Low recession probability helps to explain the low level of volatility in markets. Indeed, S&P 500 1-month implied volatility hit the lowest level on record this week (since 1988) while S&P 500 1-month realised vol remains stubbornly low at 7% (8th percentile since 1928). The S&P 500 has increased for 313 days without a 10% drawdown and 221 days without a 5% drawdown. But while recession risks are low, a slowdown in the rate of growth is consistent with higher volatility and lower returns in markets. This raises the question: how much of a slowdown are markets pricing and does this vary much from region to region?
Measures of inflation expectations have moderated from their highs at the end of last year (Exhibit 4) and bond yields have fallen back to some extent (Exhibit 5), although not to the lows experienced in the middle of last year.
Taking the relative performance of cyclical versus defensive sectors of the equity market gives us one barometer of how much reflation or moderation is priced in to markets.
Cyclical versus defensive
On a global basis the relative performance of cyclical against defensive sectors has typically mapped the global PMI quite closely (Exhibit 6).
Exhibit 7 shows the performance of cyclicals versus defensives in each major region since the start of 2016. All regions enjoyed a strong bounce in this pair from the lows last July. This coincided with the recovery in bond yields from record low levels. In most regions the relative performance of cyclicals against defensives between January and March has been fairly flat; since then cyclicals have generally underperformed defensives.
Our view is that this pullback has been generally justified by the slowdown in the momentum of growth. We would expect further underperformance of selected cyclicals over the coming months unless global bond yields rise further
Value vs. growth
Exhibits 9 and 10 show similar patterns for the ‘value’ versus ‘growth’ factors.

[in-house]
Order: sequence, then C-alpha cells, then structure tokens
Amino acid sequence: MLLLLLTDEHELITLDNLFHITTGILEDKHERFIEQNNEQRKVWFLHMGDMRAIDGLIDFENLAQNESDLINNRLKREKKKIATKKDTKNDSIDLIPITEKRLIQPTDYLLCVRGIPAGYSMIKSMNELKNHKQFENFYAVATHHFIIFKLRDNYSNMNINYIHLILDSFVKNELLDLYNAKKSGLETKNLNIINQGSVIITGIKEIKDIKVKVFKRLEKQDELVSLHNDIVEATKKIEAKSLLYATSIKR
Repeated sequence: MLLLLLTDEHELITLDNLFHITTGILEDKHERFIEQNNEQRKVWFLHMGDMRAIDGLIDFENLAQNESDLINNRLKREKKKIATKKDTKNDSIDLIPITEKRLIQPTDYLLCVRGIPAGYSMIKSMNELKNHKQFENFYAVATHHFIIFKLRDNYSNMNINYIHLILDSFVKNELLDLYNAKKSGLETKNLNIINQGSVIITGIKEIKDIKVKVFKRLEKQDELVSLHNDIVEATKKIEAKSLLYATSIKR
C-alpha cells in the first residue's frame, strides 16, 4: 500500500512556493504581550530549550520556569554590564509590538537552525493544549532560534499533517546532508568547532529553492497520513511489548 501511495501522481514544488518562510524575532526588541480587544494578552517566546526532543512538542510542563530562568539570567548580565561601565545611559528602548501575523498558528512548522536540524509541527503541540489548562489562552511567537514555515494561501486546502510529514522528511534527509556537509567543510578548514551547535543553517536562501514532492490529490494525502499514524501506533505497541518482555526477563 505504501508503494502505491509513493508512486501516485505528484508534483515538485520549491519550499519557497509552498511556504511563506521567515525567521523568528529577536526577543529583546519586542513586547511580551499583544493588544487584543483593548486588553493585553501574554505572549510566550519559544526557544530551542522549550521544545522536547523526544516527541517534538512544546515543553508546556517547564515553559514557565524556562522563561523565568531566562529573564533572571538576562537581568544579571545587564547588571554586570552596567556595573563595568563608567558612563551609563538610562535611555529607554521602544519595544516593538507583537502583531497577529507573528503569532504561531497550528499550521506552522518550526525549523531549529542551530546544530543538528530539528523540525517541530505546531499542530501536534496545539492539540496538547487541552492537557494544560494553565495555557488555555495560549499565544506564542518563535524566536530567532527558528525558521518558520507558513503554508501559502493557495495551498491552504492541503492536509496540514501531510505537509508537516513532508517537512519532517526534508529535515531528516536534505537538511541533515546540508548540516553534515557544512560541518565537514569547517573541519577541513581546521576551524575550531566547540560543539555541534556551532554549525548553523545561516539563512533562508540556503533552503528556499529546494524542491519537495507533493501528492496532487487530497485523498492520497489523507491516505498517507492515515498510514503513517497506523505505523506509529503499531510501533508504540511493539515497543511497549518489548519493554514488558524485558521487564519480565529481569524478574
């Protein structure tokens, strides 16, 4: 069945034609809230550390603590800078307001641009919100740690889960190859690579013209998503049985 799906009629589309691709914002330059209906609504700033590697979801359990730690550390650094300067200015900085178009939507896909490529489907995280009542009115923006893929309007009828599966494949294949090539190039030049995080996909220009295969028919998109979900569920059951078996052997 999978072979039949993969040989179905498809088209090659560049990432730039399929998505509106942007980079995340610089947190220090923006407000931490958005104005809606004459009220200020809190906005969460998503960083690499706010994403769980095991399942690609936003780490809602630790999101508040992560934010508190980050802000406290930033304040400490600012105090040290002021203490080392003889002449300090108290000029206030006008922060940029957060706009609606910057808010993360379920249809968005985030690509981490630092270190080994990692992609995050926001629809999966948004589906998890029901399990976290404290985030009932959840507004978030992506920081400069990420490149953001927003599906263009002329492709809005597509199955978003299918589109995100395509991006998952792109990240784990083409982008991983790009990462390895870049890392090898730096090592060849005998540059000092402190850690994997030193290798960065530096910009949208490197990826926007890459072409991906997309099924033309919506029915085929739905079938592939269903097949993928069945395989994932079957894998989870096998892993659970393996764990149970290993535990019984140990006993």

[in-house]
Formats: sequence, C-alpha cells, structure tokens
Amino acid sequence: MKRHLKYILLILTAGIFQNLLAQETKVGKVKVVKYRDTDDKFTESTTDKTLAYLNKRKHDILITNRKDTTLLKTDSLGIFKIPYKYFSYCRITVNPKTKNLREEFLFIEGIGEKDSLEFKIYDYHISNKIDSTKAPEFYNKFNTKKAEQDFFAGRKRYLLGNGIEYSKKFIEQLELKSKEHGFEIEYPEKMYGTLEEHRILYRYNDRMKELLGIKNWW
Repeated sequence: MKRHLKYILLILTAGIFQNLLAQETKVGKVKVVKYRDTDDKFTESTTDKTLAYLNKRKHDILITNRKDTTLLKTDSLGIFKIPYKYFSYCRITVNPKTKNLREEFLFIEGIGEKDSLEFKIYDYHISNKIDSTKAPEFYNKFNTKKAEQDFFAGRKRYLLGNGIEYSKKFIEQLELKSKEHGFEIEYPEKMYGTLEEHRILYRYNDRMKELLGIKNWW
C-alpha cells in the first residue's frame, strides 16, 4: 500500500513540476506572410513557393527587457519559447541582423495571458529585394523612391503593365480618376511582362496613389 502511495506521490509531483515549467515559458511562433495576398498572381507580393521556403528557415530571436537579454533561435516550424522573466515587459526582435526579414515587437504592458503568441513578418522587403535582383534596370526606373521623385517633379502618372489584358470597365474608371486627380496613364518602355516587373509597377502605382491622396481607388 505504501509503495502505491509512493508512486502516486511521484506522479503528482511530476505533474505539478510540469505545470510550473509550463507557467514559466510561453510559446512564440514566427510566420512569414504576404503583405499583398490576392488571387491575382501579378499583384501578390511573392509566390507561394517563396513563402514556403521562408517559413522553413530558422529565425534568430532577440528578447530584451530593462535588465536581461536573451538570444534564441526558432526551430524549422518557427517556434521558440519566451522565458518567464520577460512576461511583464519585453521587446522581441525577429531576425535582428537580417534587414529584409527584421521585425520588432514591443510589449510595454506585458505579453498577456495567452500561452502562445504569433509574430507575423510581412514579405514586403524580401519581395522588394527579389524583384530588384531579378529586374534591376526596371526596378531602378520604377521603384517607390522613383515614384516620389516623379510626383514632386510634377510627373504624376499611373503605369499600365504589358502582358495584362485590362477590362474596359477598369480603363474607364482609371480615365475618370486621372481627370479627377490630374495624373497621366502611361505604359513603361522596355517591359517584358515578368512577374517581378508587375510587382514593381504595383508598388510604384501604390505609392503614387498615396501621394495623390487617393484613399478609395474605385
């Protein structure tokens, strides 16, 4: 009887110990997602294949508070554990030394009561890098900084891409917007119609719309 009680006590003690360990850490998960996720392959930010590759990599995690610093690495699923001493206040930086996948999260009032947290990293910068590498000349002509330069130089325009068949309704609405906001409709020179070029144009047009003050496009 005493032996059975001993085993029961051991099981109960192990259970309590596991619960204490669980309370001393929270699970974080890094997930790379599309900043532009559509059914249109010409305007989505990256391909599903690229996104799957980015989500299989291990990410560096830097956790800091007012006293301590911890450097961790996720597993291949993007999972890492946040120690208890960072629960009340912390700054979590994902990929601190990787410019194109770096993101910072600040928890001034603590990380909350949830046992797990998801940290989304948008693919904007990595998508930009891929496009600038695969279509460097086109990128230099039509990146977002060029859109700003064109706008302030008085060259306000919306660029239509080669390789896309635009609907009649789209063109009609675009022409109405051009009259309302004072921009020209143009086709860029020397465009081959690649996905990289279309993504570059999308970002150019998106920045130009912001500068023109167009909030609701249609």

In our view ‘value’ offers a better risk reward than cyclicals overall at the current stage, although in some cases there are cyclicals that still represent value. For example, in many markets value is heavily geared towards financials.
Financials vs. defensives
The point about financials forming an important part of the ‘value’ factor can be seen in Exhibits 11 and 12. These show the relative performance in each market between financials and defensives – this factor has been both closely related to growth expectations and also to global bond yields and inflation expectations.
We believe that financials remain broadly attractive in all regions (although our Japan team has downgraded banks to Neutral given strong outperformance and a lack of a short-term catalyst).
Low vol vs. the market
Another important factor that has acted as a barometer of the deflation/reflation dynamic has been volatility. In general high uncertainty and falling growth expectations over recent years have resulted in stronger performance in low volatility companies relative to the broader equity market. As global bond yields reached a trough and growth expectations picked up last July, lower volatility stocks trailed in relative performance as investors moved into more cyclical and higher beta stocks. Once again this has partly reversed post the peak in bond yields last December.
With a slower pace of growth we think investors are likely to reward companies that enjoy a combination of reasonable valuations but that can also exhibit lower volatility growth